Signs Of Our Times at leighton house museum
By Syma Mohammed
I first heard about Leighton House two years ago at Lure of the East, a British-Orientalist art exhibition. I discovered that the works of Victorian artist, Frederick Leighton, had come from his home in London which he ‘arabised’ after travels to the Middle East. Ironically I visited it for the first time last week when I went to see the work of another artist.
The house fuses English and Middle Eastern artistic traditions, and so plays perfect host to Egyptian Fathi Hassan whose work is rooted in Arabic tradition. Nearly all his paintings feature, or are made up of, Arabic calligraphy which immediately appear to preclude the vast majority of non-arab visitors from understanding his work.
Initially I was at a loss at how to decipher his paintings. I wasn’t the only one. I saw dozens of people leave looking more confused than when they had arrived. One visitor I spoke to told me she thought the pieces were beautiful but didn’t understand what they were about.
On closer inspection, it becomes evident that the work is barely accessible to those who can read Arabic. Most of the text is illegible and that which is decipherable contains only fragments of meaning. In the ‘Haram Aleikum’ series which faces you as you walk through the door, there are certain words or phrases that it is possible to understand. These include: “I feel with the poor”; “the black slave”; “wealth and happiness”; “loyalty”; and “shame on you”. The latter (the translation of haram aleikum) is the overall title of the series. The use of the this title indicates that Hassan is reprimanding all of us for the injustices that take place in the world – poverty, racism, oppression and our disloyalty to our brethren. All the phrases and words are painted in black mixed media and contrast with a stark white background, giving further weight to his words.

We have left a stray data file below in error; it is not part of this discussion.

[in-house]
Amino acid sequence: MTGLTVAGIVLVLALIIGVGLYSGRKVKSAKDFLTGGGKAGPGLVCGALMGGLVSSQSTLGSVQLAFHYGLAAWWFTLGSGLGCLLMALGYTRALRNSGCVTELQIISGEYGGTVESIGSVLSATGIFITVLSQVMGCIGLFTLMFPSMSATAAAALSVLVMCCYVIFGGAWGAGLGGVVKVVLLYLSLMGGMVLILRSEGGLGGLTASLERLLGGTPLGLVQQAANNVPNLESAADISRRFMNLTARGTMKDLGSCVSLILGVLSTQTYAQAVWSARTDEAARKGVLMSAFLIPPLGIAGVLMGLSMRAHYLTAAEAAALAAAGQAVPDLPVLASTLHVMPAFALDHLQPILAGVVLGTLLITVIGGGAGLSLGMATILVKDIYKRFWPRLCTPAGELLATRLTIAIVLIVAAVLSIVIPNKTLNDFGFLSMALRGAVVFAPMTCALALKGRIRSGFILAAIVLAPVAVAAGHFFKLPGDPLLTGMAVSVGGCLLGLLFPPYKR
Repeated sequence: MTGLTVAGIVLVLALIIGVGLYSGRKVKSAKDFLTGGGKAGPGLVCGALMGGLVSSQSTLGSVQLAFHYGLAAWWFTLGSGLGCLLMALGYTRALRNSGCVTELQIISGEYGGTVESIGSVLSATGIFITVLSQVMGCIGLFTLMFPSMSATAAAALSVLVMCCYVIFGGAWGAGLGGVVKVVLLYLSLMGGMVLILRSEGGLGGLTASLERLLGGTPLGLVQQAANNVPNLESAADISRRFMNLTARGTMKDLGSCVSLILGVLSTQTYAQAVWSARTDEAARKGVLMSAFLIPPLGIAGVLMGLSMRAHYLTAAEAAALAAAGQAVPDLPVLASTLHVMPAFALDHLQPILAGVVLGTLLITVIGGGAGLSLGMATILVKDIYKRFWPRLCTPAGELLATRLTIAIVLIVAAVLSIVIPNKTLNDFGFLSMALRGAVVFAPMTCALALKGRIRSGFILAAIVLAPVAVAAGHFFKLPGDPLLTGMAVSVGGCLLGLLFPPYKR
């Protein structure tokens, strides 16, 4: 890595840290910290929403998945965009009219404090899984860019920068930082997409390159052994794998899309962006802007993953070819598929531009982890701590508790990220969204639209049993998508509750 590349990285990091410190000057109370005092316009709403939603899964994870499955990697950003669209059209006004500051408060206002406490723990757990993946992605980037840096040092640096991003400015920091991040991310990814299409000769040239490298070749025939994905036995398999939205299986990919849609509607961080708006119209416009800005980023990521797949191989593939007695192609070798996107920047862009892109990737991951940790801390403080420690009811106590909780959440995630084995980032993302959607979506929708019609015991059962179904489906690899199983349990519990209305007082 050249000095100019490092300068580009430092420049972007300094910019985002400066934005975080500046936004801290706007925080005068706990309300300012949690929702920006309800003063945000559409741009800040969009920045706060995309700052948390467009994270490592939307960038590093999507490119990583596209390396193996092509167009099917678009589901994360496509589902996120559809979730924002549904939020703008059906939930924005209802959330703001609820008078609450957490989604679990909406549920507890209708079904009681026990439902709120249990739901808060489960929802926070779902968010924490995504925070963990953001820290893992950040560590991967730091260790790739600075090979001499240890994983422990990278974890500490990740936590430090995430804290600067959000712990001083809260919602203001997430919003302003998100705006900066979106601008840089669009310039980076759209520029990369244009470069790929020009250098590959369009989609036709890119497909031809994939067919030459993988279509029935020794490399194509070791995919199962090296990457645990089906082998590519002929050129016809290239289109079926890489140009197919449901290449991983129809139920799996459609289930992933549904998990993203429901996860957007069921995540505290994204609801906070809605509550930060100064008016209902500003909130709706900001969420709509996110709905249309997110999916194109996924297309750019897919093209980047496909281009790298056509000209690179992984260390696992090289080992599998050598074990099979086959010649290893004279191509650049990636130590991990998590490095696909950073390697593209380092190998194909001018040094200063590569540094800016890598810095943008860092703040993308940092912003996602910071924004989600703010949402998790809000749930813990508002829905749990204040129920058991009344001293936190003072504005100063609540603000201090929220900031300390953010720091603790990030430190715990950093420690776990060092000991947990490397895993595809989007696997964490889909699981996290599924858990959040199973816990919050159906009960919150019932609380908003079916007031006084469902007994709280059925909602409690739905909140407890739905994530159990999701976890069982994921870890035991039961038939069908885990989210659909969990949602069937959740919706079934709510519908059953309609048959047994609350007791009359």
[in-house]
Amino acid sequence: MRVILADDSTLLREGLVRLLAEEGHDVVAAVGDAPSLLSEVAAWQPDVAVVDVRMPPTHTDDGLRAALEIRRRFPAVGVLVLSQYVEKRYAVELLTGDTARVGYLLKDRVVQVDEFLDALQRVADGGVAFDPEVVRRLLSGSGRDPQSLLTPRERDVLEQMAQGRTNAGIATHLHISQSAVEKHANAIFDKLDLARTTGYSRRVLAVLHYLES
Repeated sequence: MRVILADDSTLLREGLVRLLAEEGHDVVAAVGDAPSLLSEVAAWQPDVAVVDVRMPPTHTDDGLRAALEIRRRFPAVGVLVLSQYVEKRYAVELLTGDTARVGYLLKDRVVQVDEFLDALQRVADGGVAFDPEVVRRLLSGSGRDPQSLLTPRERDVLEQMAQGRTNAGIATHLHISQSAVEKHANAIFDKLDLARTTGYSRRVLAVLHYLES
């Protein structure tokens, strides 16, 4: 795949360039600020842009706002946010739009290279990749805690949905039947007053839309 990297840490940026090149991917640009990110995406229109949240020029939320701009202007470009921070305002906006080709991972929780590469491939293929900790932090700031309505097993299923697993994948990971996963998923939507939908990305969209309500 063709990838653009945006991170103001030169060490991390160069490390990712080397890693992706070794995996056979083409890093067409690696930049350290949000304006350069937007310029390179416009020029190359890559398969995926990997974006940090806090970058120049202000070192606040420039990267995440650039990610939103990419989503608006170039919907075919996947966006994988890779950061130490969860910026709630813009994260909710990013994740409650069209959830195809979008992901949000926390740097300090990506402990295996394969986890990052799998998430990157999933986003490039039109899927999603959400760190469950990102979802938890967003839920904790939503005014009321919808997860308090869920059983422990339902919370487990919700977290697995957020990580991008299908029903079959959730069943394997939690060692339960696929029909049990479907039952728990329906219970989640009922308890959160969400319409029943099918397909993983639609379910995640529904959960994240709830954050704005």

The most frequently repeated word I could decipher is “Huwa” or “He”, a reference to God. Hassan’s works feel spiritual as well as socially conscious.
Other paintings feature objects constructed of Arabic words/ calligraphy such as Crescent Moon, Felluca and Bread Basket. Crescent Moon depicts a wall-size new moon made up of Kufic script. This symbol can sometimes be seen to represent Islam, but not in this case. In the painting is the phrase Qamar al-zamaan – the moon of the world. Materials such as replica leopard print skin, ribbon, cotton fabric and a leaf are used to construct the piece. For me, the leopard skin and the Kufic script represent Africa and the Middle East, and are allusions to Hassan’s Nubian/ Sudanese/Egyptian heritage.
His work also features hieroglyphs, Indian and Roman numerals. White Tear, Felluca and Bread Basket contain hieroglyphs of swords and antelopes. On researching Egyptian hieroglyphs I could not find any corresponding symbols. I feel it’s safe to say that in Hassan’s work, language is a medium that is incomplete – meaning is hinted at, rather than explicitly stated. This allows the viewer to infer their own meaning, regardless of background.
For example White Tear portrays one white tear in a sea of black tears. Does it imply the tears of black people outweigh those of white people due to imperialism and racism (both common themes), or is it more amorphous? Indeed, Hassan has chosen to live in Italy for nearly thirty years and has painted a self-portrait of himself as black and white – an allusion to the fact that he feels he belongs to both Western and African/ Arab cultures. Given that nothing is clear-cut, I suggest that you go to Leighton House and make your own mind up, because that’s exactly what Hassan would want you to do!
The exhibition runs at Leighton House until December 18, 2010.